The logical implication of the tobacco industry lawyers' refusal of Mr. Lespérance's suggestion is that, though they are concerned about Mr. Ackman's health, they would rather the plaintiffs simply do without evidence than stop objecting to documents at every possible opportunity for Mr. Ackman's sake. No doubt the plaintiffs do not wish to sacrifice their case by allowing evidence to fall by the wayside. Justice Riordan urged the sides to try to find a compromise before Mr. Ackman takes the stand on April 2nd.
For a short time, the Michel Descôteaux of the first few days of the trial, whose testimony was filled with colourful stories, returned when Mr. Johnston was questioning him about the document destruction issue. Mr. Descôteaux remembered getting a call from a journalist at 10 or 11 in the morning asking for a comment on a breaking story that the NSRA had accused Imperial Tobacco of dstroying documents. The NSRA had obtained copies of Mr. Potter's letters to BAT.
Mr. Descôteaux remembered running from his third floor office to Roger Ackman's office to ask him about it. But his memory seemed to fade once asked about what happened after he got to Mr. Ackman's office. He could not recall whether it was Mr. Ackman or someone else who told him the things that went into the press release. He could not recall if he spoke to Mr. Potter that day. He could not recall if he even thought about speaking to Mr. Potter, who the NSRA alleged had destroyed the documents. He could not explain any of the statements in the press release, such as what Imperial Tobacco meant that the destroyed documents were "readily available", to whom they were "readily available", and whether the use of the qualifying words "for the most part" meant some of the documents were, in fact, not readily available.
Project Four Seasons
After he finished examining Mr. Descôteaux on the document destruction issue, Mr. Johnston moved on to an exchange of letters in 1989. On January 12, 1989, PJ Fennell of RBH wrote to Imperial Tobacco President Jean-Louis Mercier concerning the role of the Canadian Tobacco Manufacturers' Council (CTMC) in various industry-wide initiatives (exhibit 60A). Five days later, Mr. Descôteaux wrote to Mr. Mercier, his boss, critiquing Mr. Fennel's proposals (exhibit 60).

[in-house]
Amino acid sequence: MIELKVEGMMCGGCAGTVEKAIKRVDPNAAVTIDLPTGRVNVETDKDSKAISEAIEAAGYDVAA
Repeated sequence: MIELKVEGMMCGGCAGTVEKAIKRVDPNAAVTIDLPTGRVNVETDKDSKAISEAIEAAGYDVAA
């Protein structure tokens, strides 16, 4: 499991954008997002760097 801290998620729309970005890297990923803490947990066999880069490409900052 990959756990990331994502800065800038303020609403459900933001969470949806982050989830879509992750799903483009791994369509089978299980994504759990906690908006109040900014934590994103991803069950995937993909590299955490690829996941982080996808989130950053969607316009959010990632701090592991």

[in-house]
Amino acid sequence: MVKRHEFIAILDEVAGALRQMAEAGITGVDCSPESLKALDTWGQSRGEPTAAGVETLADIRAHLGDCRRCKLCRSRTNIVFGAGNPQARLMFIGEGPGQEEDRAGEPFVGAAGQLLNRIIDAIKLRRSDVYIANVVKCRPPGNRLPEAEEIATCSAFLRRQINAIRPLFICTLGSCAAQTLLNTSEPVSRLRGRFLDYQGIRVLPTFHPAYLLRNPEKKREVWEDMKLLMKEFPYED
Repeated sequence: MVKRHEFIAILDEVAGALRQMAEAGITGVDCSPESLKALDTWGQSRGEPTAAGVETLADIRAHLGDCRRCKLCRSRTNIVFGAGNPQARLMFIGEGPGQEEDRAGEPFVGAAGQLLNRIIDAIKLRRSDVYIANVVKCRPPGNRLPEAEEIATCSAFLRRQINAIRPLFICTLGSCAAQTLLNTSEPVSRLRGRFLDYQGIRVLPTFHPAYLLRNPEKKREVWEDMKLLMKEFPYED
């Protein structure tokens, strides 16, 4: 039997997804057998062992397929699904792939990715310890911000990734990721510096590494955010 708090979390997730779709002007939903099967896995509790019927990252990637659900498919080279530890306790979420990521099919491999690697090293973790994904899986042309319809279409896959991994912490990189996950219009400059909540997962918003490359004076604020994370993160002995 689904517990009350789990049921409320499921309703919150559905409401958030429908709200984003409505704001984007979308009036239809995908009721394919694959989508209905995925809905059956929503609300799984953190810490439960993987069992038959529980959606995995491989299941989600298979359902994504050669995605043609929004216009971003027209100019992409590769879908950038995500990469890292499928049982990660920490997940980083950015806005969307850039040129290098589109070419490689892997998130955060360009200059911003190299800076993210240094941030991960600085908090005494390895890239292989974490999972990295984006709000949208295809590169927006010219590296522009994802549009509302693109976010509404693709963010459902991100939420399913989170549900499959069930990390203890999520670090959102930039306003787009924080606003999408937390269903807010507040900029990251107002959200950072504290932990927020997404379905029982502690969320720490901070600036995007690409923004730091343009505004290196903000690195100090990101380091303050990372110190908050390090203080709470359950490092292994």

Regarding something called the "Four Seasons Project", Mr. Fennel wrote to Mr. Mercier:
The Four Seasons project, as well as the Bill C-51 litigation, has already been well managed by the individual companies with necessary coordination through the communication of the lawyers representing the companiesIn response to this, Mr. Descôteaux wrote to Mr. Mercier:
[translation]As I recall, the CTMC is not part of this project, apart from Neville himself, and his involvement is relatively modest
Although Mr. Descôteaux once knew enough about the "Four Seasons Project" to write to Mr. Mercier about what Bill Neville's level of involvement was, when asked about it by Mr. Johnston he said he could not now remember what it was.
Mr. Johnton then said to Mr. Descôteaux: "I suggest to you it was a project to prepare for anticipated product liability litigation".
Mr. Descôteaux replied: "Now that you mention it, it has to do with legal considerations. Now that you menton it, that rings a bell. But in what way, I don't remember."
The voluntary adoption of cigarette adversiting restrictions by the industry was successful in preventing the enactment of much more stringent federal legislation
In the afternoon, Mr. Johnston confronted Mr. Descôteaux with a memo he wrote in 1979 setting out his vision for how to structure the advocacy work of the CTMC (exhibit 66). Among Mr. Descôteaux's statements in this memo were:
The voluntary adoption of cigarette adversiting restrictions by the industry was successful in preventing the enactment of much more stringent federal legislation. Are there some other moves that the industry could make that would reduce the pressure to pass these anti-smoking bylaws? How about smokers' education programs?and
if Halifax did adopt an anti-smoking bylaw, what could we do to reduce its impact on other municipalities in N.S.? in the other Maritime Provinces? The Non-Smokers Rights Association has repeatedly said that one of its major objectives for the immediate future was the promotion of smoking bans or restrictions in the workplace. What can we do about this?
The objective of this strategy would be to have a local battle fought on local grounds by local people in order to avoid leaving the impression that it is the multinationals that are fighting the battle.After introducing this memo, Mr. Johnston asked Mr. Descôteaux if his job included trying to prevent municipal smoking bylaws.
"Prevent them or make them more reasonable for smokers," Mr. Descôteaux replied.
"Less stringent if possible?" Mr. Johnston asked.
"Yes," said Mr. Descôteaux.
The trial will resume on April 2 with a new witness, former Imperial Tobacco Vice-President of Legal Affairs Roger Ackman. Mr. Descôteaux will likely be recalled at some future time to answer further questions once the admissibility of the newpaper article, and other documents relevant to him, is resolved.
A new guest contributor will pick up this blog on April 2.
By Michael DeRosenroll for Cynthia Callard